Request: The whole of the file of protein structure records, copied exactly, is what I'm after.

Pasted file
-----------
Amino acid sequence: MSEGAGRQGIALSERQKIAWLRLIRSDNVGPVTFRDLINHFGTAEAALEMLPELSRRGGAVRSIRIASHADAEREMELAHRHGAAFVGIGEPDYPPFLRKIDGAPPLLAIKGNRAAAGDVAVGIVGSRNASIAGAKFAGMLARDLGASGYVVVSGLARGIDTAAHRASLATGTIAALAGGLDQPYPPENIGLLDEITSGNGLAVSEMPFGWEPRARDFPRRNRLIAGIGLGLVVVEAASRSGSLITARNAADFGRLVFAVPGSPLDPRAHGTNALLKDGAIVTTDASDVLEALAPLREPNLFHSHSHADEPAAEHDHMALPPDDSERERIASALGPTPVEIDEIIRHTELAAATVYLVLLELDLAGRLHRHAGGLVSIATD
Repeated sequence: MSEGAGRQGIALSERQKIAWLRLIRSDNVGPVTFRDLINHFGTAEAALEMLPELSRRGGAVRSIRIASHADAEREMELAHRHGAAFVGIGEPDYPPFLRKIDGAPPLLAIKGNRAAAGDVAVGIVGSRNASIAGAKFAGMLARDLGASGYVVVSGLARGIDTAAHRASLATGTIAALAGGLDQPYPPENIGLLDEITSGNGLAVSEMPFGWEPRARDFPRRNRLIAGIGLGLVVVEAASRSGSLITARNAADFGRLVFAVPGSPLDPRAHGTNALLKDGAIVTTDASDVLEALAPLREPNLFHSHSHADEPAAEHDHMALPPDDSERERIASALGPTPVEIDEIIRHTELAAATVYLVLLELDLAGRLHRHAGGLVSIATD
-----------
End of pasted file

Amino acid sequence: MSEGAGRQGIALSERQKIAWLRLIRSDNVGPVTFRDLINHFGTAEAALEMLPELSRRGGAVRSIRIASHADAEREMELAHRHGAAFVGIGEPDYPPFLRKIDGAPPLLAIKGNRAAAGDVAVGIVGSRNASIAGAKFAGMLARDLGASGYVVVSGLARGIDTAAHRASLATGTIAALAGGLDQPYPPENIGLLDEITSGNGLAVSEMPFGWEPRARDFPRRNRLIAGIGLGLVVVEAASRSGSLITARNAADFGRLVFAVPGSPLDPRAHGTNALLKDGAIVTTDASDVLEALAPLREPNLFHSHSHADEPAAEHDHMALPPDDSERERIASALGPTPVEIDEIIRHTELAAATVYLVLLELDLAGRLHRHAGGLVSIATD
Repeated sequence: MSEGAGRQGIALSERQKIAWLRLIRSDNVGPVTFRDLINHFGTAEAALEMLPELSRRGGAVRSIRIASHADAEREMELAHRHGAAFVGIGEPDYPPFLRKIDGAPPLLAIKGNRAAAGDVAVGIVGSRNASIAGAKFAGMLARDLGASGYVVVSGLARGIDTAAHRASLATGTIAALAGGLDQPYPPENIGLLDEITSGNGLAVSEMPFGWEPRARDFPRRNRLIAGIGLGLVVVEAASRSGSLITARNAADFGRLVFAVPGSPLDPRAHGTNALLKDGAIVTTDASDVLEALAPLREPNLFHSHSHADEPAAEHDHMALPPDDSERERIASALGPTPVEIDEIIRHTELAAATVYLVLLELDLAGRLHRHAGGLVSIATD